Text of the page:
OnePULSE Foundation Disbands, Blames 'Unanticipated Challenges’

The site of the Pulse shooting. Wikimedia Commons.

The onePULSE Foundation announced on social media Wednesday that it would be dissolving and moving its assets, impacting its programming as well as the long-awaited building of a memorial to honor those killed at Pulse in 2016.

The foundation shared that its “good intentions are not enough” and that it could not secure a donation of the nightclub site from its owners, as well as other “unanticipated challenges.”

“We are offering the City of Orlando and Orange County access to all existing planning and design materials and all the valuable work over our six years of working with those so deeply affected by the Pulse tragedy,” the statement reads. 

A call to the onePULSE Foundation by OutSFL was sent to voicemail.

The foundation was founded one year after the shooting that claimed the lives of 49 people. Since then, it created the 49 Legacy Scholarship program and the CommUNITY Rainbow Run as well as spearheading the effort to build a permanent memorial at the site of the now-shuttered nightclub. In the works are also capital projects such as the Orlando Health Survivors Walk, which pays tribute to the first responders and law enforcement who answered the call for help. It’s unclear what the future of that project is with the dissolution of the onePULSE Foundation.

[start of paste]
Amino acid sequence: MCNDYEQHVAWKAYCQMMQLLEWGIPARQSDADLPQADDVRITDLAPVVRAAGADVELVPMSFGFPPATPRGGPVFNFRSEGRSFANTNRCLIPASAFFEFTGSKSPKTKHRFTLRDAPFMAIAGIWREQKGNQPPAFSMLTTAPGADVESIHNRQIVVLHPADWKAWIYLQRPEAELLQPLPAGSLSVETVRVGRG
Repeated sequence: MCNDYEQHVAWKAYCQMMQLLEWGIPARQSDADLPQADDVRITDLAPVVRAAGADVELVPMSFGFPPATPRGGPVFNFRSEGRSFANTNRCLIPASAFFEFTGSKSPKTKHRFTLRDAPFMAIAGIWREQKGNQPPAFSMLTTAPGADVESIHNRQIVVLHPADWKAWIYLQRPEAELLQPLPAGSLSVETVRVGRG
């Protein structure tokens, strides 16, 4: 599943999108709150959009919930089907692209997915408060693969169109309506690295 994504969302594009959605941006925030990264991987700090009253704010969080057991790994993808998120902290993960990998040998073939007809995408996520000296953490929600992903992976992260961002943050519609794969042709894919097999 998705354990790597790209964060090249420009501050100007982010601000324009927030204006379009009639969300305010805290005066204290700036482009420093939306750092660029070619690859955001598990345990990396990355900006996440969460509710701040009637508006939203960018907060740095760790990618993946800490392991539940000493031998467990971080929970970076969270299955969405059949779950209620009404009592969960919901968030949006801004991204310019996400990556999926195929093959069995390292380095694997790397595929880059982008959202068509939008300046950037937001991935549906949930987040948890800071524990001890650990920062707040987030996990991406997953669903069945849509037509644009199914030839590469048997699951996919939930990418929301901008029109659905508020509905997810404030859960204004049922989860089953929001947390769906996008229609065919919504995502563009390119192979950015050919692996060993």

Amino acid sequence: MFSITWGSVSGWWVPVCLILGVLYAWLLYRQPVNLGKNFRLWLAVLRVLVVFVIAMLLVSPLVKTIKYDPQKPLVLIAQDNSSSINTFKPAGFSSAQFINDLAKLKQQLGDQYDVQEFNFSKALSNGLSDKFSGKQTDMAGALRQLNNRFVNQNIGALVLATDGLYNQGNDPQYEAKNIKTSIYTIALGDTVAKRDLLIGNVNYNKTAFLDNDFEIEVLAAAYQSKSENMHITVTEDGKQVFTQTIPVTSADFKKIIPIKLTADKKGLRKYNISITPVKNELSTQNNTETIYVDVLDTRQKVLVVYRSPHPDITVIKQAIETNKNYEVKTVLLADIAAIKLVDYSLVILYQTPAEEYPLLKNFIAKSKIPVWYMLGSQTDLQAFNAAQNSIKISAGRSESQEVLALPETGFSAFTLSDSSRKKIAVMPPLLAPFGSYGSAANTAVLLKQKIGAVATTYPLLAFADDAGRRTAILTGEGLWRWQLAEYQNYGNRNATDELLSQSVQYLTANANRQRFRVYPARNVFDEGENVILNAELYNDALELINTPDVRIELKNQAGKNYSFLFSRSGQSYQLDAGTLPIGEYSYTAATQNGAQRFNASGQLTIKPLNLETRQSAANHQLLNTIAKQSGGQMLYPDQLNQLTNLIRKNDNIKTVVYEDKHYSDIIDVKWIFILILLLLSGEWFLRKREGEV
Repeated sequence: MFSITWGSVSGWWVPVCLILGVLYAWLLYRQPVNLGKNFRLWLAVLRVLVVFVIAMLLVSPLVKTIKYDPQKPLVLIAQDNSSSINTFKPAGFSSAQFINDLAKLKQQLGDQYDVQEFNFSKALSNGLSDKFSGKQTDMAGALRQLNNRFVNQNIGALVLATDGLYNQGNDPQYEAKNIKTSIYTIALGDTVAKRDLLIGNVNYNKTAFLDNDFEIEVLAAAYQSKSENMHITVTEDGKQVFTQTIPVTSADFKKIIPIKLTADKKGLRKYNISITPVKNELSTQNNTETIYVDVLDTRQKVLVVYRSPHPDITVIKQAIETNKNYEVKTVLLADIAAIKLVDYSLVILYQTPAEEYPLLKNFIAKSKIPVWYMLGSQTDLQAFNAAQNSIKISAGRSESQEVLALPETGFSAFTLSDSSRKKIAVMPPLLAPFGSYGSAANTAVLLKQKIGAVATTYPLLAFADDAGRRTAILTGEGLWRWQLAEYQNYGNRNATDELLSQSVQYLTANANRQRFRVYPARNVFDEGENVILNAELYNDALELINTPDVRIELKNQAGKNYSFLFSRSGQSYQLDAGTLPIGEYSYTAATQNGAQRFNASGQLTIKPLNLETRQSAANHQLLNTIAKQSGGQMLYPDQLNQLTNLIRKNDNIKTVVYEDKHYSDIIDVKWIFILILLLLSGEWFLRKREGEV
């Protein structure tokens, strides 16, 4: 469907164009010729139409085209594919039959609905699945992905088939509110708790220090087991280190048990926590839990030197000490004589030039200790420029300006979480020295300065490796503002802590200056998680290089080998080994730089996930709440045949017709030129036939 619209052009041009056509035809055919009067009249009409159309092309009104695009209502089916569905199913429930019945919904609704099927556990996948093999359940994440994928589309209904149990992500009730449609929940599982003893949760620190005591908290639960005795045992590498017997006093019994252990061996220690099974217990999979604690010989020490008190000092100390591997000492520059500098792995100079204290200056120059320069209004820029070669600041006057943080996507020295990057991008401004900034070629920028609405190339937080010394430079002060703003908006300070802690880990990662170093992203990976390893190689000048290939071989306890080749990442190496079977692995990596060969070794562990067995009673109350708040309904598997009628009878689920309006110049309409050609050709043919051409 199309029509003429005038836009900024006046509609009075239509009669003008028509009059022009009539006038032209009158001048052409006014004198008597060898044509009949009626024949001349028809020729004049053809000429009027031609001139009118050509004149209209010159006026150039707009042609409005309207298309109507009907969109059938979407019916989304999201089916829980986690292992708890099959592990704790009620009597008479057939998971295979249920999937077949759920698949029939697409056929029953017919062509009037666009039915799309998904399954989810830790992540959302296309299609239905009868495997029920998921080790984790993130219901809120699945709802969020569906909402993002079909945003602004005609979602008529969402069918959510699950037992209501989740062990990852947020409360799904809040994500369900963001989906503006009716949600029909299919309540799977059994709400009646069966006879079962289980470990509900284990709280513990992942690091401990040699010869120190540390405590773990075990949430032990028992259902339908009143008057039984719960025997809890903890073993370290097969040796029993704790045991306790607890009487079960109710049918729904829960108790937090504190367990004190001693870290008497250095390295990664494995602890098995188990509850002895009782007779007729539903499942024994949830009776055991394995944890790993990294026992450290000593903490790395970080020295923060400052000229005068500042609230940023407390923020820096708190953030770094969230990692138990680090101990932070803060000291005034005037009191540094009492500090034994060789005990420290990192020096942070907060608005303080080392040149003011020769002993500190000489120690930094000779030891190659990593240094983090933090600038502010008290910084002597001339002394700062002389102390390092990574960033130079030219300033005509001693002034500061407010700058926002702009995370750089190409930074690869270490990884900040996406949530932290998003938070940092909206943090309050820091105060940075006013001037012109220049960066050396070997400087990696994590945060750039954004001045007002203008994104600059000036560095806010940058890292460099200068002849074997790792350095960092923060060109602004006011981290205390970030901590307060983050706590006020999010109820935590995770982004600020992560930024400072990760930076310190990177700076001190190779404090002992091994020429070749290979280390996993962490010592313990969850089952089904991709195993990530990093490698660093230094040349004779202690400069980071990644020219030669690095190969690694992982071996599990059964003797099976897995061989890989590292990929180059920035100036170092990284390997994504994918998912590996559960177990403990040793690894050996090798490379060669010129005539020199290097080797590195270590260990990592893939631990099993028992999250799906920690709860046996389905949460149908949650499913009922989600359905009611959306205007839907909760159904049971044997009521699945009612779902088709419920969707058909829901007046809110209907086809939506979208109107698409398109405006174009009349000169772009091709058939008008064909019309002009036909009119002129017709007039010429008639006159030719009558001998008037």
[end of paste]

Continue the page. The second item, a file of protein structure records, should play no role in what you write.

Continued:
This year has been filled with even more setbacks. In May, it was announced that the foundation and the owners of the nightclub, Barbara and Rosario Poma, who also founded the organization, could not come to an agreement to donate the site. Poma stepped down from the organization in April to avoid a conflict of interest. In June, the foundation told OutSFL that it was pursuing leads on a few other properties for the memorial. WKMG in Orlando reports that in October, Poma sold the land to the city of Orlando and then earlier this month, executive director Deborah Bowie resigned from her post a little over a year after joining.

WESH2 also reported on Tuesday that the onePULSE Foundation was in violation of its building contract — its $3.5 million building with plans to be turned into a museum has been leased to an entertainment company — and would be evicted by the county.

One grassroots organization is celebrating the breakdown of the foundation — Pulse Families and Survivors for Justice. The group has long criticized the foundation, calling for transparency and accusing it of profiting off a mass shooting. 

“For years, we have criticized the OnePULSE Foundation for exploiting and harming us,” the group posted on X, formerly known as Twitter. "They never fulfilled any of their three changing mission statements. While we are grateful they are shutting their doors, we still demand a forensic audit so they are held accountable to their donors and to taxpayers for the millions wasted.”


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